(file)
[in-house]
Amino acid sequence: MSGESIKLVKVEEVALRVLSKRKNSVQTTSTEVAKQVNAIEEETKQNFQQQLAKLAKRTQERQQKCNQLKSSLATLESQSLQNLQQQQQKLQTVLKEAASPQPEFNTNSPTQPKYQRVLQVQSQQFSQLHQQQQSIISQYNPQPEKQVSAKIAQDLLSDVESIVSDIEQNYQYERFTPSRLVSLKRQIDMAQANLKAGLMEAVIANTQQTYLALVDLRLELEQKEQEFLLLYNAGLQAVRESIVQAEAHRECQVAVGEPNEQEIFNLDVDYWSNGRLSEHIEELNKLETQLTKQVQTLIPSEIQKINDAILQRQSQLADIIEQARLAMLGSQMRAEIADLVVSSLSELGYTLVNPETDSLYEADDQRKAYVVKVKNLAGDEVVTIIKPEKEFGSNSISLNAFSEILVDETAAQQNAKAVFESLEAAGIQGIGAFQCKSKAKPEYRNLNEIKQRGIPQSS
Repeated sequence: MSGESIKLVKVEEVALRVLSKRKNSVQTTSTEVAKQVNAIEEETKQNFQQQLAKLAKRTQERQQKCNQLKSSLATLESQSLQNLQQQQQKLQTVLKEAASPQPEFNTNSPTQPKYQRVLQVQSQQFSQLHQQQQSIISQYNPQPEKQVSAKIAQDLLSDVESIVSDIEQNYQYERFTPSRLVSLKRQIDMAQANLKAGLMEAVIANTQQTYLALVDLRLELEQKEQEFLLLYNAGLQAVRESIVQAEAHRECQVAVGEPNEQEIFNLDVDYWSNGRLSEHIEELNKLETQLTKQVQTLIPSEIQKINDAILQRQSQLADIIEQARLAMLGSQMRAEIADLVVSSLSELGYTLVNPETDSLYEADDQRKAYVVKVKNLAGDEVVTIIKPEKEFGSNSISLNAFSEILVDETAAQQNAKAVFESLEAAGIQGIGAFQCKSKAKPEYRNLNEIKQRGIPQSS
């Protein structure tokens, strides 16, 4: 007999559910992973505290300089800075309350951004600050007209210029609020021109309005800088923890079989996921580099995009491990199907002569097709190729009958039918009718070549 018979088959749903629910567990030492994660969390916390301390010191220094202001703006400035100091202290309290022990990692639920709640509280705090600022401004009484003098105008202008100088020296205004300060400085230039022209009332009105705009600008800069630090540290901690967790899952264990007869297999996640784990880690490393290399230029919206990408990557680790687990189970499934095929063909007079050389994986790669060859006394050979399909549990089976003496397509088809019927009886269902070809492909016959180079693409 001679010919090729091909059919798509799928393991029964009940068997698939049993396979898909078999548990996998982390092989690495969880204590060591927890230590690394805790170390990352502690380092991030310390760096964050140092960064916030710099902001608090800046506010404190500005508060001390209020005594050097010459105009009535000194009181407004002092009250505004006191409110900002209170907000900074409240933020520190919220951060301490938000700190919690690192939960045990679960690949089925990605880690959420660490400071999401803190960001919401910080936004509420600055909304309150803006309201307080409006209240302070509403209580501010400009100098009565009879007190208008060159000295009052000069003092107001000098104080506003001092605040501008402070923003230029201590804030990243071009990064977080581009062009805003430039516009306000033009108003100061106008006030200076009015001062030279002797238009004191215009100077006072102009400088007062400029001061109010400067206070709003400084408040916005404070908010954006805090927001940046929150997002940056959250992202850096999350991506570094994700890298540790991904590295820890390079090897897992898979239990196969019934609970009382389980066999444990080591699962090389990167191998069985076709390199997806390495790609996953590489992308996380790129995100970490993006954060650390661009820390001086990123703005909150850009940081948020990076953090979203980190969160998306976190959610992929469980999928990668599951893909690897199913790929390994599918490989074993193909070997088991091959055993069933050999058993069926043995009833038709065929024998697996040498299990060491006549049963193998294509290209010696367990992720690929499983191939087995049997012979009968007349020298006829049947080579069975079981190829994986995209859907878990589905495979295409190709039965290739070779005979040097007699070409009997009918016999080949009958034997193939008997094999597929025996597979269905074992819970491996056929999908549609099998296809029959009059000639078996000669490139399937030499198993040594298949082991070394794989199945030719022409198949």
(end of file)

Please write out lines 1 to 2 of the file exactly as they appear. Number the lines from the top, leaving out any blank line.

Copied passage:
[in-house]
Amino acid sequence: MSGESIKLVKVEEVALRVLSKRKNSVQTTSTEVAKQVNAIEEETKQNFQQQLAKLAKRTQERQQKCNQLKSSLATLESQSLQNLQQQQQKLQTVLKEAASPQPEFNTNSPTQPKYQRVLQVQSQQFSQLHQQQQSIISQYNPQPEKQVSAKIAQDLLSDVESIVSDIEQNYQYERFTPSRLVSLKRQIDMAQANLKAGLMEAVIANTQQTYLALVDLRLELEQKEQEFLLLYNAGLQAVRESIVQAEAHRECQVAVGEPNEQEIFNLDVDYWSNGRLSEHIEELNKLETQLTKQVQTLIPSEIQKINDAILQRQSQLADIIEQARLAMLGSQMRAEIADLVVSSLSELGYTLVNPETDSLYEADDQRKAYVVKVKNLAGDEVVTIIKPEKEFGSNSISLNAFSEILVDETAAQQNAKAVFESLEAAGIQGIGAFQCKSKAKPEYRNLNEIKQRGIPQSS